Nottinghamshire Healthcare Trust outperforms other trusts on female doctor numbers

A roughly even number of men and women are working as doctors at Nottinghamshire Healthcare Trust, new figures show.
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A think tank has urged trusts to provide flexible working arrangements and reconsider their promotion processes to help women reach top positions.

The medical profession has historically been dominated by men, but the gender balance has become more even in recent years.

Figures from NHS England show 51 per cent of the 245 doctors working at Nottinghamshire Healthcare NHS Foundation Trust were female, with figures taken in September.

A roughly even number of men and women are working as doctors at Nottinghamshire Healthcare TrustA roughly even number of men and women are working as doctors at Nottinghamshire Healthcare Trust
A roughly even number of men and women are working as doctors at Nottinghamshire Healthcare Trust

This was an improvement on five years ago, when 46 per cent of doctors at the trust were women.

Women make up around three-quarters of all NHS staff, including the bulk of nursing and support roles. At Nottinghamshire Healthcare Trust, 79 per cent of the 2,435 nurses working for the trust were women.

Meanwhile just 90 of the 22,000 midwives across England were men, while 46 per cent of doctors were women, up from 44 per cent in 2018.

These figures are rounded to the nearest five.

Research from the King's Fund think tank found the pay gap between male and female doctors fell from 20.9 per cent in 2018 to 5.5 per cent last year.

Danielle Jefferies, a policy analyst at the organisation, cautioned the NHS should not "sit on its laurels".

With ongoing issues around staff retention, Ms Jefferies said the NHS "cannot afford" to lose women to jobs outside the health service. A greater number of female doctors could also improve care for women and help deal with health inequalities, she added.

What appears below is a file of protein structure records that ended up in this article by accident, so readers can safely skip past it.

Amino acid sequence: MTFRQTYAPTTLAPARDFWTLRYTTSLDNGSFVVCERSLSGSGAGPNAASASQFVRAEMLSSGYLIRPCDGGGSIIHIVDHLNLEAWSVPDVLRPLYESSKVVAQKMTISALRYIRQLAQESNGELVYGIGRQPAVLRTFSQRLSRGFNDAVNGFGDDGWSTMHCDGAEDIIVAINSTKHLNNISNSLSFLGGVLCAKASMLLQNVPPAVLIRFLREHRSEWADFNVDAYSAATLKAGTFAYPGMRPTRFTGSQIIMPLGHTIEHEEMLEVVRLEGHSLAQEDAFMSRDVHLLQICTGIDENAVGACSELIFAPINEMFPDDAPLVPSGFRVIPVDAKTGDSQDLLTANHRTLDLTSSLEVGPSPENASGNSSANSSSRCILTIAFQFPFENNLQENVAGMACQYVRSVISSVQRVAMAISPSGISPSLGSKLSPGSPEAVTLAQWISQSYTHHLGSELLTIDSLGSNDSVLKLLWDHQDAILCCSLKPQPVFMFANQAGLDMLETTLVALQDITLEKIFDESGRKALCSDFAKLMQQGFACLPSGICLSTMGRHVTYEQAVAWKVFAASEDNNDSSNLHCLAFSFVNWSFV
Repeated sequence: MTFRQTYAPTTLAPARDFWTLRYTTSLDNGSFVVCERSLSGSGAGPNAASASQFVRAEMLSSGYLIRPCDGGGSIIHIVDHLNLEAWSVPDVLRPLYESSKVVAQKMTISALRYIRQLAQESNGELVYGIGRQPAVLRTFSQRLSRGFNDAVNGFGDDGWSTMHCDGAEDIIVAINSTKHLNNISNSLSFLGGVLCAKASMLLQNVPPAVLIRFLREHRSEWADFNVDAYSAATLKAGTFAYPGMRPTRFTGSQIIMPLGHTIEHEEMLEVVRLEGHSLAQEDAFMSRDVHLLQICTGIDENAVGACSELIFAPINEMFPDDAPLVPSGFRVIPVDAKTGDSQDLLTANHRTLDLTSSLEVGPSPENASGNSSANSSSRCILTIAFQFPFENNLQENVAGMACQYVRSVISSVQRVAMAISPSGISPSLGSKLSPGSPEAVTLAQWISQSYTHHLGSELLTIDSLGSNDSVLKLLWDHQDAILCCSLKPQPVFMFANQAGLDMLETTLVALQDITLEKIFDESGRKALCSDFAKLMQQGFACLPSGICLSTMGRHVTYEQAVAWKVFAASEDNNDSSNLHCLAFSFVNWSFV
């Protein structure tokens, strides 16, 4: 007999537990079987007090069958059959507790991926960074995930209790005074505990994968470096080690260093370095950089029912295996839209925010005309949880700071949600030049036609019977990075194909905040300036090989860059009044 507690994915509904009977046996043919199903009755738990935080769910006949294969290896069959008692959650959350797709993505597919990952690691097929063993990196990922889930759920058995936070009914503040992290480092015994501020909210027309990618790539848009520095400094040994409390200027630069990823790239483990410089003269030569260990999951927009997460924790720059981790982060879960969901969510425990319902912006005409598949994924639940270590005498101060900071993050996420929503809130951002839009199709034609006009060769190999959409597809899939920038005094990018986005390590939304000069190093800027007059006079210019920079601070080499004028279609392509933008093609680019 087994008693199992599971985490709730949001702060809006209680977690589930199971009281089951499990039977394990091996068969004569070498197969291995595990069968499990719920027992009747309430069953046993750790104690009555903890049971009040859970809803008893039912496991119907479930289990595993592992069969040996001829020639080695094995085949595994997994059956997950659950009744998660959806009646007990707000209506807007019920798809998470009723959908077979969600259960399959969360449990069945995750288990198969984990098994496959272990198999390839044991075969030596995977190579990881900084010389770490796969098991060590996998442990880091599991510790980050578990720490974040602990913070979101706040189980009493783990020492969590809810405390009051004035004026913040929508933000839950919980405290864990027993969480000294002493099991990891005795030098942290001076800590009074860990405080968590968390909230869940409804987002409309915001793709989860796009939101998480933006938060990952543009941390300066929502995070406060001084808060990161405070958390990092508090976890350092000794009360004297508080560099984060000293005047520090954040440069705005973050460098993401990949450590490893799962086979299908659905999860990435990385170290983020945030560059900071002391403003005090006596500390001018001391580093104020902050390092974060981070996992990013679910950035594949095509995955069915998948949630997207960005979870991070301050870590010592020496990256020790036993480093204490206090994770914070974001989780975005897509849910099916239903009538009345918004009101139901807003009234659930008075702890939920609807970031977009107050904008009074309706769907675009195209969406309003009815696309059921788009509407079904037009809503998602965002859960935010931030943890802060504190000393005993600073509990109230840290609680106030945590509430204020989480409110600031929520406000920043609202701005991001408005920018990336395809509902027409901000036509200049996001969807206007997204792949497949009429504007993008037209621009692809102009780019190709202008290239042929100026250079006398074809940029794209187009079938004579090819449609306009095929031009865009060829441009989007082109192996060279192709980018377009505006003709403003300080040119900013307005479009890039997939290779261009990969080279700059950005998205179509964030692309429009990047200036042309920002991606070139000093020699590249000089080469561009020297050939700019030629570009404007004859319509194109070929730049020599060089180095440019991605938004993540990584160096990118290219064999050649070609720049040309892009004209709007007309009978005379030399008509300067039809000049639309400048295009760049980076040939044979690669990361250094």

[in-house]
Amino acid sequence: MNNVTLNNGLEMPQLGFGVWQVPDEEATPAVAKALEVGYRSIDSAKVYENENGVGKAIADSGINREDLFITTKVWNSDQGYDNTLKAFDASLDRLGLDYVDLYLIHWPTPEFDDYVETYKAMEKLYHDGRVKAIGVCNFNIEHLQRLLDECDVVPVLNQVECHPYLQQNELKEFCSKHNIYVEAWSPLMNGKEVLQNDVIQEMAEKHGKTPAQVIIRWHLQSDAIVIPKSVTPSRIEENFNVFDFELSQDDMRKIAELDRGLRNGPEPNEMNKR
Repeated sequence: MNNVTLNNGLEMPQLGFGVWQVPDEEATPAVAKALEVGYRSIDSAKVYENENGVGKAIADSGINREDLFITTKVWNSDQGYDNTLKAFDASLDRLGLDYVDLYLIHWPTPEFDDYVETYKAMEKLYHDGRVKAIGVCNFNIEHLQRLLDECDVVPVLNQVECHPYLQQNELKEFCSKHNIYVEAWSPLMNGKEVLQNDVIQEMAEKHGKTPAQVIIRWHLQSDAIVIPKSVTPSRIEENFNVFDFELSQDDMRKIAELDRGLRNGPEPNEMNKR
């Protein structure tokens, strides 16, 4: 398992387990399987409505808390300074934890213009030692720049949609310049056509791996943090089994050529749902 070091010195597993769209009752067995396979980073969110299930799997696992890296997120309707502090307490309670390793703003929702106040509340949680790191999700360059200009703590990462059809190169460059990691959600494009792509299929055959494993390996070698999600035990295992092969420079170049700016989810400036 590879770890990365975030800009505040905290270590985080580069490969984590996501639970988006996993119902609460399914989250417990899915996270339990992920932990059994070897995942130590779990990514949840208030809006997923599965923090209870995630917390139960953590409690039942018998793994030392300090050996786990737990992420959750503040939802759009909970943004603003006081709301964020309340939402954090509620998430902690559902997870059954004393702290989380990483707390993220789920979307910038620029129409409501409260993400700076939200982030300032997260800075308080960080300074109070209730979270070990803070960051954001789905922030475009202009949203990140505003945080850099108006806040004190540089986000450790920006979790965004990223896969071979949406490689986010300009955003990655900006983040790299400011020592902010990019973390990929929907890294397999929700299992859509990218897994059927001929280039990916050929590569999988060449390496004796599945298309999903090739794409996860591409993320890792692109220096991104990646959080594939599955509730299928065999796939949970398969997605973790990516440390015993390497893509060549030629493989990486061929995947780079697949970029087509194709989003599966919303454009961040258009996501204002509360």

She urged trusts to introduce better flexible working policies, and make sure their process for promotions is "fair and equitable" – across ethnicity and disability as well as gender.

According to government pay gap data, male staff have higher hourly salaries at most NHS trusts – but Nottinghamshire Healthcare Trust is an exception, paying women 9.3 per cent more than men as of March 2022.

Men occupied 29 per cent of the highest-paying positions at the trust, despite making up 27 per cent of all employees.

Saffron Cordery, deputy chief executive at NHS Providers said it was "deeply concerning" the pay gap has persisted.

She said: "NHS trust leaders are committed to promoting equality and ensuring fair and equal opportunities for staff regardless of protected characteristics.

"Addressing the underrepresentation of women in certain roles, particularly in higher-paying positions, remains a priority.

"But beyond headline figures, trusts need to be supported nationally to tackle the root causes of discrimination in the workforce."

She added a recent plan from NHS England would help close the pay gap and ensure flexible working and menopause policies.

An NHS England spokesperson said: "The NHS is clear that trusts must continue to do all they can to reduce their gender pay gap, which is why we have instructed organisations to analyse their data on pay and put in place an improvement plan by the end of 2024, and this should be monitored and tracked by their board.

"NHS trusts have also been asked to implement an effective flexible working policy including advertising flexible working options on organisations’ recruitment campaigns."

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